November 6, 2014
Dear Majority Leader Reid and Minority Leader McConnell:
We write to bring the case of Dr. Stacey Addison of Portland to your attention as a real example of how the Senate’s failure to confirm qualified diplomatic nominees limits our ability to help Americans abroad. When the Senate returns on November 12, we urge you to schedule votes on the many qualified ambassadorial nominees who have been waiting, including the nomination of Karen Stanton to be the U.S. Ambassador to Timor-Leste.
Dr. Stacey Addison is languishing in an Indonesian prison, not charged with a crime, but being detained because a stranger crawled into her cab – with drugs on him. He was arrested. She was not. Yet by virtue of being in the same cab, authorities are holding her until a year long investigation is conducted.
Dr. Addison is a resident of Portland, Oregon and a veterinarian who decided to spend a year traveling the world and volunteering. In early September, she crossed from Indonesia into Timor-Leste and split a private taxi to Dili, Timor’s capital. The taxi already had a passenger, which press reports say is common for Timor-Leste. When the driver stopped to allow the other passenger to pick up a package, Timorese police raided the car and arrested everybody. Dr. Addison learned only later that the package contained illicit drugs.
The Timorese authorities initially jailed Dr. Addison for five days and, though she was not charged with any crime, they confiscated her passport upon releasing her. Without her passport, she has remained effectively imprisoned in Timor-Leste awaiting an investigation that could take a year or more. Worse, in a dramatic and unexpected turn of events, Timorese authorities rearrested Dr. Addison last week and committed her to the women’s prison at Gleno, where she remains. We have been told that she could remain there, held without charge, for the duration of the Timorese government’s investigation.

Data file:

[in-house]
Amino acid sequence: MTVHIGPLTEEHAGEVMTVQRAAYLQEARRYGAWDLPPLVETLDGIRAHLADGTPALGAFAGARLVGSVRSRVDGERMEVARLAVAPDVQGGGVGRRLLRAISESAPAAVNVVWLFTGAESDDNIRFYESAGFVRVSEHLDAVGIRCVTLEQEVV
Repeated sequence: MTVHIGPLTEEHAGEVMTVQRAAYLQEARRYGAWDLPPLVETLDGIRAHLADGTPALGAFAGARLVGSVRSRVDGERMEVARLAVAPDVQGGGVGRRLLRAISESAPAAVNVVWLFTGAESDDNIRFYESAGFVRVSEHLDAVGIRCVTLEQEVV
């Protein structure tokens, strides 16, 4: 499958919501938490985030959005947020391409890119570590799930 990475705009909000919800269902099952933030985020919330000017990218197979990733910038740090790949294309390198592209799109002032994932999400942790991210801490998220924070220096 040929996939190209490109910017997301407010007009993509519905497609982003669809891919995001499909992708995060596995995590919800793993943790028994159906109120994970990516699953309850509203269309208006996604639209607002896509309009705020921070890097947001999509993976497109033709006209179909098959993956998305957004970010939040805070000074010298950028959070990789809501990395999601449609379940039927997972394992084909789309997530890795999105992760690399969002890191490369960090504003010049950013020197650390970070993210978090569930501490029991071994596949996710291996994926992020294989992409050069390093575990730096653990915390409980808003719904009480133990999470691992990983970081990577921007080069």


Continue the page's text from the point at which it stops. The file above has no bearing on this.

The U.S. Embassy’s ability to speak directly to the most senior foreign officials is limited in the absence of a U.S. Ambassador. What Dr. Addison’s case needs now is strong leadership in Timor-Leste. As Secretary of State John Kerry wrote in July, “we simply cannot lead if we are not represented.”
In July 2013, the President nominated Karen Stanton to serve as America’s Ambassador to Timor-Leste. Ms. Stanton’s nomination is neither controversial nor partisan; she has served her country honorably for more than 25 years, in places like Beijing and Islamabad, and as director of the State Department’s Bureau of East Asian and Pacific Affairs. She was approved by the Senate Foreign Relations Committee on January 15, 2014, without any objection. Despite all of this, her nomination has been pending for more than 460 days (due squabbling between Democrats and Republicans in the Senate).
We hope you share our belief that the entire country suffers when partisan or ideological disagreement prevents the Senate from confirming qualified, noncontroversial nominees. Dr. Addison’s case highlights the real costs of our inability to confirm ambassadorial nominees and we urge you to schedule votes on Ms. Stanton’s nomination and on the other qualified nominees awaiting their turn.
Jeffrey A. Merkley Ron Wyden
United States Senator United States Senator